In a press release, the bank today (March 28) announced that Sloan, who took the top job in Oct. 2016, would be retiring. Allen Parker, the bank’s general counsel, is to step in as its interim CEO and president until a permanent replacement can be found.

Whatever Warren’s view, Sloan’s work appeared to be passing muster within the bank: In 2018, he enjoyed a 5% raise, to $18.4 million, while a Nov. 2018 statement from the bank’s board stressed their full confidence in and support of him as leader. As recently as earlier this month, Sloan told reporters that the bank, its board, and its quarter-of-a-million employees believed he was doing “a great job.”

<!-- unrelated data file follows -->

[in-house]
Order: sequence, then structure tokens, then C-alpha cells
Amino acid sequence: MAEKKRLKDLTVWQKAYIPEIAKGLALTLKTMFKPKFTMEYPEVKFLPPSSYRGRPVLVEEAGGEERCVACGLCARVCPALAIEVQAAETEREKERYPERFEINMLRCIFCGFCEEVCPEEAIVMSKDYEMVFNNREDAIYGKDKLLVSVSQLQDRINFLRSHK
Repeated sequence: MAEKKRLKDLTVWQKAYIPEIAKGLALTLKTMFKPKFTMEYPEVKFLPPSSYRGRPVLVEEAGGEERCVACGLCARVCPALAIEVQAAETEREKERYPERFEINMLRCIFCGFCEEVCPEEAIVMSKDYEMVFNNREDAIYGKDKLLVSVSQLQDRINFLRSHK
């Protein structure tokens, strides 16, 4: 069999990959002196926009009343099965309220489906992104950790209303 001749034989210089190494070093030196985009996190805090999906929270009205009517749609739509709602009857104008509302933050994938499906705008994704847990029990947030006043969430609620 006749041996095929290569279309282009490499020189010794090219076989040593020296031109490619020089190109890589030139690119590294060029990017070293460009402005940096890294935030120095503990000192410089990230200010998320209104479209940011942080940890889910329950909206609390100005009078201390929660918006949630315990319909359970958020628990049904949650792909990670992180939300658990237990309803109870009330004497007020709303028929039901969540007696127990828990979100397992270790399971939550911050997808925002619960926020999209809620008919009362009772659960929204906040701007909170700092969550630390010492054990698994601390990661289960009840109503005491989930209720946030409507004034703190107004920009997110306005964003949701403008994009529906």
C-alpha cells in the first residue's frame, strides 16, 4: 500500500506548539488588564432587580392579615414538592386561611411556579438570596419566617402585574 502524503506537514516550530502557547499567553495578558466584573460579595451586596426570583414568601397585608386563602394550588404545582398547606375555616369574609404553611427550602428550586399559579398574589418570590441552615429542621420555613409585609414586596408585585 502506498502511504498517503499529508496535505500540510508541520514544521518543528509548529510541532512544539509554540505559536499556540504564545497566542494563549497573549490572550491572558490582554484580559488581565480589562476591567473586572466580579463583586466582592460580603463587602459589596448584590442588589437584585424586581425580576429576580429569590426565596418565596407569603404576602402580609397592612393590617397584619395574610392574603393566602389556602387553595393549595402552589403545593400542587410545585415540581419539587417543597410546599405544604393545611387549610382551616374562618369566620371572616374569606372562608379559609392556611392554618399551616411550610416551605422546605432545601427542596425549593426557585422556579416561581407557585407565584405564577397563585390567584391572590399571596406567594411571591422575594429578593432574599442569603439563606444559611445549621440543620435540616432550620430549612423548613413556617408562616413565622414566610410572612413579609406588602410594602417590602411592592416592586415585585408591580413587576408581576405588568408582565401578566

But an upswing in the bank’s stock after the announcement suggests shareholders had much greater reservations with his performance than bank insiders. The scandals Sloan was originally tasked with tackling instead laid the groundwork for those that followed: racism, price-gouging, grotesque “calculation errors.” His successor is certain to have even more on their plate.

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